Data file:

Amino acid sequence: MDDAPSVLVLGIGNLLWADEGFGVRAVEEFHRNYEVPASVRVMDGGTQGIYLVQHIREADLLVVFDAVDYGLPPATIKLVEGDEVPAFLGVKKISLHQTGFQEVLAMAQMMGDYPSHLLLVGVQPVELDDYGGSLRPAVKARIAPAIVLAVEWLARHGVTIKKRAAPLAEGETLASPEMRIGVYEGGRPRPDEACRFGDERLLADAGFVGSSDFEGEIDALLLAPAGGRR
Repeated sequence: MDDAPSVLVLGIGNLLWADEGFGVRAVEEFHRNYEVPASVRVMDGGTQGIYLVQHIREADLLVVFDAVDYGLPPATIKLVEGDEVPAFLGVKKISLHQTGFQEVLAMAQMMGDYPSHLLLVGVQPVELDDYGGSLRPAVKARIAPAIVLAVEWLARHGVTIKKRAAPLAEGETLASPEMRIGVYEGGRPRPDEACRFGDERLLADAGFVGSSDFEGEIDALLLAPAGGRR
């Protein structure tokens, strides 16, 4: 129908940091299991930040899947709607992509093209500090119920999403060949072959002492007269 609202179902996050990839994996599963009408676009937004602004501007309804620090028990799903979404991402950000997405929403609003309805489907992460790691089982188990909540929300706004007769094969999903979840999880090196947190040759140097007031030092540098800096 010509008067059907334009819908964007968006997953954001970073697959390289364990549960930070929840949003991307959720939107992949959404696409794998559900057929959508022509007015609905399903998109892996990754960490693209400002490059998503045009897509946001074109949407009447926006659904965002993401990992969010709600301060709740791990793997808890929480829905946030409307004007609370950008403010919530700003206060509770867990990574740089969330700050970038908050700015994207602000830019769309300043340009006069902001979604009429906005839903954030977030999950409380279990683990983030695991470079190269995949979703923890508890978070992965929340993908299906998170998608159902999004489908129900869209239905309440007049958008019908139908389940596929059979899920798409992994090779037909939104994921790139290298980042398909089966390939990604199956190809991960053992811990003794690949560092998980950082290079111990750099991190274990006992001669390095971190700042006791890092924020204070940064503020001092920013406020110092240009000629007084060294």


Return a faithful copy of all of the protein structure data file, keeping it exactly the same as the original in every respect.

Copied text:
Amino acid sequence: MDDAPSVLVLGIGNLLWADEGFGVRAVEEFHRNYEVPASVRVMDGGTQGIYLVQHIREADLLVVFDAVDYGLPPATIKLVEGDEVPAFLGVKKISLHQTGFQEVLAMAQMMGDYPSHLLLVGVQPVELDDYGGSLRPAVKARIAPAIVLAVEWLARHGVTIKKRAAPLAEGETLASPEMRIGVYEGGRPRPDEACRFGDERLLADAGFVGSSDFEGEIDALLLAPAGGRR
Repeated sequence: MDDAPSVLVLGIGNLLWADEGFGVRAVEEFHRNYEVPASVRVMDGGTQGIYLVQHIREADLLVVFDAVDYGLPPATIKLVEGDEVPAFLGVKKISLHQTGFQEVLAMAQMMGDYPSHLLLVGVQPVELDDYGGSLRPAVKARIAPAIVLAVEWLARHGVTIKKRAAPLAEGETLASPEMRIGVYEGGRPRPDEACRFGDERLLADAGFVGSSDFEGEIDALLLAPAGGRR
């Protein structure tokens, strides 16, 4: 129908940091299991930040899947709607992509093209500090119920999403060949072959002492007269 609202179902996050990839994996599963009408676009937004602004501007309804620090028990799903979404991402950000997405929403609003309805489907992460790691089982188990909540929300706004007769094969999903979840999880090196947190040759140097007031030092540098800096 010509008067059907334009819908964007968006997953954001970073697959390289364990549960930070929840949003991307959720939107992949959404696409794998559900057929959508022509007015609905399903998109892996990754960490693209400002490059998503045009897509946001074109949407009447926006659904965002993401990992969010709600301060709740791990793997808890929480829905946030409307004007609370950008403010919530700003206060509770867990990574740089969330700050970038908050700015994207602000830019769309300043340009006069902001979604009429906005839903954030977030999950409380279990683990983030695991470079190269995949979703923890508890978070992965929340993908299906998170998608159902999004489908129900869209239905309440007049958008019908139908389940596929059979899920798409992994090779037909939104994921790139290298980042398909089966390939990604199956190809991960053992811990003794690949560092998980950082290079111990750099991190274990006992001669390095971190700042006791890092924020204070940064503020001092920013406020110092240009000629007084060294």